A potent compound extracted from the venom of honeybees can quickly destroy 100 per cent of aggressive breast cancer cells with minimal harm to normal cells, a new study has revealed.
The study, carried out by the Harry Perkins Institute of Medical Research in Western Australia, was published in Nature, a peer-reviewed scientific journal, on Tuesday.
NAN reports that Ciara Duffy, the lead researcher, who works at the institute, said the compound, named melittin, has never been tested extensively regarding its anti-cancer properties on different subtypes of breast cancer, including aggressive triple-negative breast cancer.
“No-one had previously compared the effects of honeybee venom or melittin across all of the different subtypes of breast cancer and normal cells,” Duffy said.
“We found both honeybee venom and melittin significantly, selectively and rapidly reduced the viability of triple-negative breast cancer and HER2-enriched breast cancer cells.”
Aside from its ability to kill breast cancer cells rapidly, melittin also showed other remarkable effects on stopping cancer spreading, and increasing the effectiveness of the existing chemotherapy drugs on cancer.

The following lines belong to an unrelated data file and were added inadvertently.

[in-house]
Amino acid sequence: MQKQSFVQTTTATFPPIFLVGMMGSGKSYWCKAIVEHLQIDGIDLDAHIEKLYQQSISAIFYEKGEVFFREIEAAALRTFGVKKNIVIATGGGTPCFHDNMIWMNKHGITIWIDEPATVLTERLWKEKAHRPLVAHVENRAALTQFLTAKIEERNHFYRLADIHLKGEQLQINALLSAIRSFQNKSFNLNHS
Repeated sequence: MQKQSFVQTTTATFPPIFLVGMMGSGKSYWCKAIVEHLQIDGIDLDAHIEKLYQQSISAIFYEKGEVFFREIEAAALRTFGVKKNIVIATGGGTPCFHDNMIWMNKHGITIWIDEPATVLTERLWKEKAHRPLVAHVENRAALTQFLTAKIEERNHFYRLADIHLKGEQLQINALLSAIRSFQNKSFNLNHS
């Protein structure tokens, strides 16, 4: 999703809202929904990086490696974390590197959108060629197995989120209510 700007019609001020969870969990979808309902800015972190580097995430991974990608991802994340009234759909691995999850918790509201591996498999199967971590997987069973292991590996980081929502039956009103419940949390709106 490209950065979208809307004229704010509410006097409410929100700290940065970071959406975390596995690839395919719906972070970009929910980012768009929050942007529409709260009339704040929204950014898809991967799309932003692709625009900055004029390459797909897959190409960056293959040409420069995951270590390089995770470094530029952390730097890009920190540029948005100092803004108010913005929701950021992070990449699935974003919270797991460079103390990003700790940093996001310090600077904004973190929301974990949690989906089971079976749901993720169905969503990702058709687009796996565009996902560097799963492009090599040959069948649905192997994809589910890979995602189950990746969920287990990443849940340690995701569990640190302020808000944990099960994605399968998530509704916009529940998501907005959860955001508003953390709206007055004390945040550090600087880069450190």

“We looked at how honeybee venom and melittin affect the cancer signaling pathways, the chemical messages that are fundamental for cancer cell growth and reproduction, and we found that very quickly these signalling pathways were shut down,” she added.
“We found that melittin can be used with small molecules or chemotherapies, such as docetaxel, to treat highly-aggressive types of breast cancer. The combination of melittin and docetaxel was extremely efficient in reducing tumour growth in mice.”
The next step for the researchers is to assess the optimum method of delivery of melittin, as well as toxicities and maximum tolerated doses in clinical trials.
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